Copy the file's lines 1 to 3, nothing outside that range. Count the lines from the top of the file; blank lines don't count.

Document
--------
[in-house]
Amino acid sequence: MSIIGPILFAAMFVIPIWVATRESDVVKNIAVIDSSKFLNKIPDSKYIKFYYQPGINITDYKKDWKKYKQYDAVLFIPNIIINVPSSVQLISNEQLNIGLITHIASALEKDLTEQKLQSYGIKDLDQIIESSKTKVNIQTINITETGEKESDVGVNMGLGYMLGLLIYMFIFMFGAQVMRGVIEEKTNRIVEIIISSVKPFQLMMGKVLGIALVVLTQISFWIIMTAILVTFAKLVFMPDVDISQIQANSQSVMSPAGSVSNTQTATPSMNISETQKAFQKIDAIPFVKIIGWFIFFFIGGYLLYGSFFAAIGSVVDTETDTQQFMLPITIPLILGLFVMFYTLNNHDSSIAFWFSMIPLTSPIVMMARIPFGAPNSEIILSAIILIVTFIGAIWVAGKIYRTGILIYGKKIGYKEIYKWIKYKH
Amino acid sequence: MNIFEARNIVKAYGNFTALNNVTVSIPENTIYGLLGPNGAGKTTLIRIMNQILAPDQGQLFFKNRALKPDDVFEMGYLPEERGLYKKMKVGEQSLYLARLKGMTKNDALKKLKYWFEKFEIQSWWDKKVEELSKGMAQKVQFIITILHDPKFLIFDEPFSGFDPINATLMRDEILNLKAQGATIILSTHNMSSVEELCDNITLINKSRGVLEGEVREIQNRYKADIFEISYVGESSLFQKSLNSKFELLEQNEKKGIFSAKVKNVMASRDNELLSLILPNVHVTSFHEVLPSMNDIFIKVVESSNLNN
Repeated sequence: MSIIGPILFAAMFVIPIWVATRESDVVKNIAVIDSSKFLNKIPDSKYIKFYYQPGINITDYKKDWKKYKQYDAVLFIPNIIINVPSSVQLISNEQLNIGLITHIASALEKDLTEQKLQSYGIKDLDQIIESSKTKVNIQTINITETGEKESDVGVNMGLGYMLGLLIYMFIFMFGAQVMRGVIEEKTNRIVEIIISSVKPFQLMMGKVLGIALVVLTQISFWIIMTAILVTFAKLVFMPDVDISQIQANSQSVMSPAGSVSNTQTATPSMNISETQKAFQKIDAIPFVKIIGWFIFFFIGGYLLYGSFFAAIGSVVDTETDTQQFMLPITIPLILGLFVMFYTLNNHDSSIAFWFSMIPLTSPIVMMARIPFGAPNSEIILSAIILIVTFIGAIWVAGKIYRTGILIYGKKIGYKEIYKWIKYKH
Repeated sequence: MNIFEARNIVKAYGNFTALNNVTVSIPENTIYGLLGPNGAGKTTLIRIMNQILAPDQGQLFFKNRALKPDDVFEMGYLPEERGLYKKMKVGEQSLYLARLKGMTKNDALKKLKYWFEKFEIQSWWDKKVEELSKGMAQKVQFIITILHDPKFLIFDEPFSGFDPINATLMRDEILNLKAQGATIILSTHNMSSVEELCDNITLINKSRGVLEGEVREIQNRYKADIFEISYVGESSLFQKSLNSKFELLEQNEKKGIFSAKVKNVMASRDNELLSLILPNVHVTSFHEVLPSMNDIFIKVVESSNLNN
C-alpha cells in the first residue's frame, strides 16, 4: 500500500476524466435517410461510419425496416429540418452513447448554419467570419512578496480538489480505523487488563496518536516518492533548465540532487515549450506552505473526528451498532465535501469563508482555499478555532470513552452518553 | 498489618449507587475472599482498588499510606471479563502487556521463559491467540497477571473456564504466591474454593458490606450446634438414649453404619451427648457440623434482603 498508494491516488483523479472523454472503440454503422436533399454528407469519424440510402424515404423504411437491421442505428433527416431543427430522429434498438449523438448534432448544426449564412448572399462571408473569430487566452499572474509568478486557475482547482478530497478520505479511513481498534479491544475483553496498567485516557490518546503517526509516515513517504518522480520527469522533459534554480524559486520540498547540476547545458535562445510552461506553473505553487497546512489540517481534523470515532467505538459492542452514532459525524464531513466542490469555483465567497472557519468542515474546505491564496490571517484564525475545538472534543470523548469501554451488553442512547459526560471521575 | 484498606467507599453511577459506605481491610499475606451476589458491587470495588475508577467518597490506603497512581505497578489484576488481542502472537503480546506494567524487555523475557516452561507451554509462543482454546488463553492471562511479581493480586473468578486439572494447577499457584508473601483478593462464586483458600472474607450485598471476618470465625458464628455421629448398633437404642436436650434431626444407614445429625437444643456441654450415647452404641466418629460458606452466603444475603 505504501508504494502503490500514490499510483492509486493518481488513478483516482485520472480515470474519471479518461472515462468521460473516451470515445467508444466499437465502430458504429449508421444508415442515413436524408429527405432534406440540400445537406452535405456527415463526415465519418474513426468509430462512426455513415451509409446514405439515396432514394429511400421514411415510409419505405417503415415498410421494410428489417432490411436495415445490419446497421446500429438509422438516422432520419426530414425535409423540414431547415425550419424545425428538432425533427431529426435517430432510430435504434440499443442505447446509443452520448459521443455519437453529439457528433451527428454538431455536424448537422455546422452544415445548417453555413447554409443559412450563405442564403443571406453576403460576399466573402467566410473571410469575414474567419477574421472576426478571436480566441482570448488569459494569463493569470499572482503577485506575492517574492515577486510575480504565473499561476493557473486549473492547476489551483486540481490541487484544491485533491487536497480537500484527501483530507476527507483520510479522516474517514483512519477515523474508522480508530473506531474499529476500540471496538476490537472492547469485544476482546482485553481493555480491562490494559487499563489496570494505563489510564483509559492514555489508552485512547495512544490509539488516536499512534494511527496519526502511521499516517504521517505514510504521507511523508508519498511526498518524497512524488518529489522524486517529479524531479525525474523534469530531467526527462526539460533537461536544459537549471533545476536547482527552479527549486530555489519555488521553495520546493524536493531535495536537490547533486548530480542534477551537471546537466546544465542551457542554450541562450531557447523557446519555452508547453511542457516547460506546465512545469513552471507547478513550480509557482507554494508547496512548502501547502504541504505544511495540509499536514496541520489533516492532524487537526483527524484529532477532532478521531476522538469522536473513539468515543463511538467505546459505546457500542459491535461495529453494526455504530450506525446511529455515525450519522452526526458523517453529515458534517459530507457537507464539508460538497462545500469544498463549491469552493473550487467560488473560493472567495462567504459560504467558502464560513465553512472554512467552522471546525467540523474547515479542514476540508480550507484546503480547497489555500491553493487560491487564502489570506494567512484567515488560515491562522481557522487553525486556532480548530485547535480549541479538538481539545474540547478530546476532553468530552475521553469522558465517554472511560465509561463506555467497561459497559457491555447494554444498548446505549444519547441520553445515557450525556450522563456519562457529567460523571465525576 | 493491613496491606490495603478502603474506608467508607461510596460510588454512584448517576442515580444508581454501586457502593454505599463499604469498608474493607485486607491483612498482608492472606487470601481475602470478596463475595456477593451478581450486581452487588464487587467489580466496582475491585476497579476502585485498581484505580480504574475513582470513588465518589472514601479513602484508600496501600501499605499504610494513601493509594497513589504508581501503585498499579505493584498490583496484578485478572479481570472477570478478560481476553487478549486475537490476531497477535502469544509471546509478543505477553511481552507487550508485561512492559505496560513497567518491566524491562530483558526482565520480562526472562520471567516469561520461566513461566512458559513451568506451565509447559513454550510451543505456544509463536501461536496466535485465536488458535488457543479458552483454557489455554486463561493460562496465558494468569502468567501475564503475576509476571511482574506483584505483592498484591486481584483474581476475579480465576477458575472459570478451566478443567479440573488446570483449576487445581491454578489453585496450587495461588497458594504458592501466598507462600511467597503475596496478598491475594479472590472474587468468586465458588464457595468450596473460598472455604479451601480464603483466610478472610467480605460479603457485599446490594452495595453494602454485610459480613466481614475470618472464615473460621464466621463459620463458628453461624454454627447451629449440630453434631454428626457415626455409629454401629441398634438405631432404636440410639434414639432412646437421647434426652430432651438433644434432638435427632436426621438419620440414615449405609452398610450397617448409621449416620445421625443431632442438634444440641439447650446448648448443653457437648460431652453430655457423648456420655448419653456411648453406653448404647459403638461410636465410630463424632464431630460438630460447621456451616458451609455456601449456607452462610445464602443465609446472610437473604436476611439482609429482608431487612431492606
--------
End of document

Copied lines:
[in-house]
Amino acid sequence: MSIIGPILFAAMFVIPIWVATRESDVVKNIAVIDSSKFLNKIPDSKYIKFYYQPGINITDYKKDWKKYKQYDAVLFIPNIIINVPSSVQLISNEQLNIGLITHIASALEKDLTEQKLQSYGIKDLDQIIESSKTKVNIQTINITETGEKESDVGVNMGLGYMLGLLIYMFIFMFGAQVMRGVIEEKTNRIVEIIISSVKPFQLMMGKVLGIALVVLTQISFWIIMTAILVTFAKLVFMPDVDISQIQANSQSVMSPAGSVSNTQTATPSMNISETQKAFQKIDAIPFVKIIGWFIFFFIGGYLLYGSFFAAIGSVVDTETDTQQFMLPITIPLILGLFVMFYTLNNHDSSIAFWFSMIPLTSPIVMMARIPFGAPNSEIILSAIILIVTFIGAIWVAGKIYRTGILIYGKKIGYKEIYKWIKYKH
Amino acid sequence: MNIFEARNIVKAYGNFTALNNVTVSIPENTIYGLLGPNGAGKTTLIRIMNQILAPDQGQLFFKNRALKPDDVFEMGYLPEERGLYKKMKVGEQSLYLARLKGMTKNDALKKLKYWFEKFEIQSWWDKKVEELSKGMAQKVQFIITILHDPKFLIFDEPFSGFDPINATLMRDEILNLKAQGATIILSTHNMSSVEELCDNITLINKSRGVLEGEVREIQNRYKADIFEISYVGESSLFQKSLNSKFELLEQNEKKGIFSAKVKNVMASRDNELLSLILPNVHVTSFHEVLPSMNDIFIKVVESSNLNN